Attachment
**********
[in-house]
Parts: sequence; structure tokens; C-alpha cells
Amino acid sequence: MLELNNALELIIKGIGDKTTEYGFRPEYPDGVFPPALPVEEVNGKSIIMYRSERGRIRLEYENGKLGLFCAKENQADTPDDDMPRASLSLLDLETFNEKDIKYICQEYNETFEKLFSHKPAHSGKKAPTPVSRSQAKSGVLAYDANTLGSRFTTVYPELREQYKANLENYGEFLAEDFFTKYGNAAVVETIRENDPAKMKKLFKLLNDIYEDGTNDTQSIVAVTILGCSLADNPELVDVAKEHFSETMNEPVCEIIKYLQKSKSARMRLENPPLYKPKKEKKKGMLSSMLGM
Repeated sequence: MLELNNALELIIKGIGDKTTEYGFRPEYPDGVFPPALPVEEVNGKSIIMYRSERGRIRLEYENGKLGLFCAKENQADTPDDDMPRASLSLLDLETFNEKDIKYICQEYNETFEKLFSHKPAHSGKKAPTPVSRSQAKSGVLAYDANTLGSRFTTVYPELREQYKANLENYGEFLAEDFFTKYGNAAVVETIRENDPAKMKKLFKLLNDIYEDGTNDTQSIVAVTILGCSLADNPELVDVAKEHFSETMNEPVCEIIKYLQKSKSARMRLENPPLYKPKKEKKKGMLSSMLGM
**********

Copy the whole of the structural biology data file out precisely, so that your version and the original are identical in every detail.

[in-house]
Parts: sequence; structure tokens; C-alpha cells
Amino acid sequence: MLELNNALELIIKGIGDKTTEYGFRPEYPDGVFPPALPVEEVNGKSIIMYRSERGRIRLEYENGKLGLFCAKENQADTPDDDMPRASLSLLDLETFNEKDIKYICQEYNETFEKLFSHKPAHSGKKAPTPVSRSQAKSGVLAYDANTLGSRFTTVYPELREQYKANLENYGEFLAEDFFTKYGNAAVVETIRENDPAKMKKLFKLLNDIYEDGTNDTQSIVAVTILGCSLADNPELVDVAKEHFSETMNEPVCEIIKYLQKSKSARMRLENPPLYKPKKEKKKGMLSSMLGM
Repeated sequence: MLELNNALELIIKGIGDKTTEYGFRPEYPDGVFPPALPVEEVNGKSIIMYRSERGRIRLEYENGKLGLFCAKENQADTPDDDMPRASLSLLDLETFNEKDIKYICQEYNETFEKLFSHKPAHSGKKAPTPVSRSQAKSGVLAYDANTLGSRFTTVYPELREQYKANLENYGEFLAEDFFTKYGNAAVVETIRENDPAKMKKLFKLLNDIYEDGTNDTQSIVAVTILGCSLADNPELVDVAKEHFSETMNEPVCEIIKYLQKSKSARMRLENPPLYKPKKEKKKGMLSSMLGM